The first college football national championship game, to be held after the new four-game playoffs in 2014, is a "virtual lock" to be held at Cowboys Stadium in Arlington, Texas, according to multiple news outlets. ESPN's Brett McMurphy was the first to break the story.
It's a beautiful stadium, Jerry's Palace is, but is it the right choice?
Traditionalists are probably screaming about the venue, while the media is probably celebrating over the modern technology at its disposal. And yes, football fans—I'm looking at you, female fans—are probably giddy over the prospect of not facing long bathroom lines during halftime.
Cowboys Stadium is big and it's beautiful and it's spectacular. And somewhere down the line, it should hold a college football national championship. Just not the first "real" college football national championship game.
Dallas—okay, technically it's Arlington, but Arlington's located in the major metropolitan area of Dallas-Fort Worth—is not a college football city. It's linked to professional sports. True, there are plenty of big college campuses in its surrounding areas, but that doesn't make it a college football mecca. There just isn't that sense and smell of college football history surrounding the stadium.
But the Rose Bowl...now we're talking.
A walk through the stadium's field tunnel is a walk through history. This stadium means something in college football. Some of the sport's greatest players have touched those walls. There's some serious DNA inside that tunnel—the kind of stuff that still gives freshmen goosebumps the first time they run out onto the field.
The stories of great games played in that stadium are told through generations of football fans. Traditional venues are like family members to football fans. They're comfort food for the souls.
Even if you're not a fan of a Pac-12 or Big Ten team, you can't help but feel the history at the Rose Bowl. It's like going to Notre Dame stadium for the first time—the tradition and history of that stadium is overwhelming. Sometimes, new and fancy isn't always preferable to old school.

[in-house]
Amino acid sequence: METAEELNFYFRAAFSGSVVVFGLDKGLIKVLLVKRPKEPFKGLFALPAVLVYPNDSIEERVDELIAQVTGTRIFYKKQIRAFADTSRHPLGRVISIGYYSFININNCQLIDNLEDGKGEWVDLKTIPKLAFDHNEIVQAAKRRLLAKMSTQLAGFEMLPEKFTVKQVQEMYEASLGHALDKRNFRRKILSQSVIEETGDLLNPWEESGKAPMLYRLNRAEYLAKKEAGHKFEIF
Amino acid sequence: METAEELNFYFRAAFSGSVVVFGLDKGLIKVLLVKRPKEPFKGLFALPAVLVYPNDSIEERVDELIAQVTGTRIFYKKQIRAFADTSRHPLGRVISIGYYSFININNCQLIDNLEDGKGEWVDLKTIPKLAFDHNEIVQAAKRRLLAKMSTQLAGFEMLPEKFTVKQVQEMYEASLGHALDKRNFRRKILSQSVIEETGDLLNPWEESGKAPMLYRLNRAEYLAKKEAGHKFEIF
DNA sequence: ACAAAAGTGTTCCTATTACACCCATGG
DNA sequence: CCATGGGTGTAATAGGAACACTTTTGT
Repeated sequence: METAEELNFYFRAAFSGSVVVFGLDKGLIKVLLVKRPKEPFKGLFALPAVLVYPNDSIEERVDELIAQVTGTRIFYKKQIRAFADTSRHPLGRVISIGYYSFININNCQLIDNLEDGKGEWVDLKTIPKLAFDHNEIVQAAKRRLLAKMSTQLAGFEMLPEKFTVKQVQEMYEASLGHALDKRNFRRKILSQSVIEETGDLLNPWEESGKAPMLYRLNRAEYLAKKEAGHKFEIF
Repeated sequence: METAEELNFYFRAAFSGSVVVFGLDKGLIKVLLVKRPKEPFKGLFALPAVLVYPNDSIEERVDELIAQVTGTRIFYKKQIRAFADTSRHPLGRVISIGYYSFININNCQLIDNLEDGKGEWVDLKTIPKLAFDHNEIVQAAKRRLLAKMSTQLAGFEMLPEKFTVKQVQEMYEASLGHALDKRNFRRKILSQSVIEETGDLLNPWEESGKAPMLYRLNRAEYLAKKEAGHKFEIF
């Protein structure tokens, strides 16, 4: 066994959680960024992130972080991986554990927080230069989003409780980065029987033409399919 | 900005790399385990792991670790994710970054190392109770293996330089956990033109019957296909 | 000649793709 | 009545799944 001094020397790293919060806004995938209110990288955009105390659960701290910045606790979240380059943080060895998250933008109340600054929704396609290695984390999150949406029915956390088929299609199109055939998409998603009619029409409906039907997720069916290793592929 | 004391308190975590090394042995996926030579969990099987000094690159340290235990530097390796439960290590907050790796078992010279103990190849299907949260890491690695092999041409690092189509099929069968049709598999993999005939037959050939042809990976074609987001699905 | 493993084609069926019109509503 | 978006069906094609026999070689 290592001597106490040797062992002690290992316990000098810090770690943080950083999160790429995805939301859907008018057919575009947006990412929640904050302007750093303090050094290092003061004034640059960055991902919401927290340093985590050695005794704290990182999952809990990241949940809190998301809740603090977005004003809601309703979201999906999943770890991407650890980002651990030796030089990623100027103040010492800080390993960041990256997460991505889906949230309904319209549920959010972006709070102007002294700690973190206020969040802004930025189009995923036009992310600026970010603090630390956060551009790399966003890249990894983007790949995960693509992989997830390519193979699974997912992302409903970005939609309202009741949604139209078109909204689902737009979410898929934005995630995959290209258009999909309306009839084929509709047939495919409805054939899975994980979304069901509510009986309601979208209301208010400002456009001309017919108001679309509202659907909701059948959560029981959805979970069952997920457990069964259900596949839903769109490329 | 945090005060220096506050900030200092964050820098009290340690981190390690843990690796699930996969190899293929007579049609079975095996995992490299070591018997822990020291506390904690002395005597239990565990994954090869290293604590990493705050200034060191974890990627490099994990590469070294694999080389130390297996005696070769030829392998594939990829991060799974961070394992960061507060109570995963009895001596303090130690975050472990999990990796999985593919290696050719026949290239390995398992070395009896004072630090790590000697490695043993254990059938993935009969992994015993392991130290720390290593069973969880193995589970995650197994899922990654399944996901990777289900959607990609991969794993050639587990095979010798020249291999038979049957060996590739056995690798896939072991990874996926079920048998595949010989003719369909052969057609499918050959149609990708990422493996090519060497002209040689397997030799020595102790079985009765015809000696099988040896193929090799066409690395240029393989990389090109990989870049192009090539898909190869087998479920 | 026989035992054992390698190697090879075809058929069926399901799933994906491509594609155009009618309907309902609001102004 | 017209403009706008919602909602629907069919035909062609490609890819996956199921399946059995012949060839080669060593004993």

Lamborghinis are sexy as hell, but that '67 Corvette? Hubba hubba.
Yeah, you probably think I'm an old fuddy duddy who can't move forward with progress, but you're wrong. I have everything from Macklemore's "Thrift Shop" to Antonio Vivaldi's "Four Seasons" on my iPod. From Kanye's "Gold Digger" to Orff's "O Fortuna."
I like new stuff. I respect the old stuff. But NFL stadiums usually become outdated after 20 years. The Rose Bowl? She's still standing after 90 years, albeit she just had a face lift. A National Historic Landmark, she is.
The Rose Bowl is significant to college football. And she's still beautiful. Wrinkles and all.
Cowboys Stadium is ultra modern and a spectacular place to watch a sporting event, but it lacks that one thing that all football fans love—history. When you walk into the stadium your mouth drops in awe over the huge high-definition screen hanging down from the ceiling. It's perfect, isn't it? Everything is perfect, everything is sleek, shiny, new metal.
It's devoid of cracks in cement stairs. And in a way, that's a shame.
Those cracks at the Rose Bowl? Heaven.
They represent the millions of people who have sat in the stadium for almost a century—jumping up and down in victory or trudging out in defeat.
But there's more.
Tailgating is one of the biggest attractions for college football fans. The map of tailgating options at Cowboys Stadium doesn't look very spacious—and if you don't get there super early, you may not be able to tailgate. The stadium has designated areas for tailgating but compared to the Rose Bowl, it's not even close. The Rose Bowl is surrounded by soft hills, trees and yes, even some sand traps—Brookside Golf Club hugs the stadium.
With the San Gabriel Mountains looking down at the stadium and gorgeous, stately homes lining the streets of the Arroyo Seco, the Rose Bowl is easily a Top 10 spot for tailgating. Cowboys Stadium is not.
And that's important to football fans. So is having that college vibe.
Cowboys Stadium looks professional because of all the money (1.3 billion) poured into it and the team it hosts—the Dallas Cowboys. The NCAA's staunch stance of keeping amateurism in its sports is in direct conflict with this reported choice of venue—a stadium that is associated with BIG money and a professional team.
Maybe it would be better to start out out with the '67 Vette and work up to the Lamborghini.
Why not hold this inaugural championship game in the sport's oldest bowl as a tribute to college football's past? And then hold the ensuing championship game at Cowboys Stadium, as a nod to its future?
Our first real national championship game will probably be a spectacular success, but for some traditionalists, hosting that first real national championship should be in a stadium that signifies amateur athletics. That signifies college football history. That of which, when you close your eyes, you can hear the ghosts of teams who have won. And those who have lost.
That embraces tailgating with a homey feel—not dwarfed in the shadow of a modern marvel. That is played in the oldest of all college football bowls.
That embraces the student-athletes with open arms while reminding them of its glorious past. That reminds you to respect our elders.
In the stadium that hosts "The Granddaddy of Them All."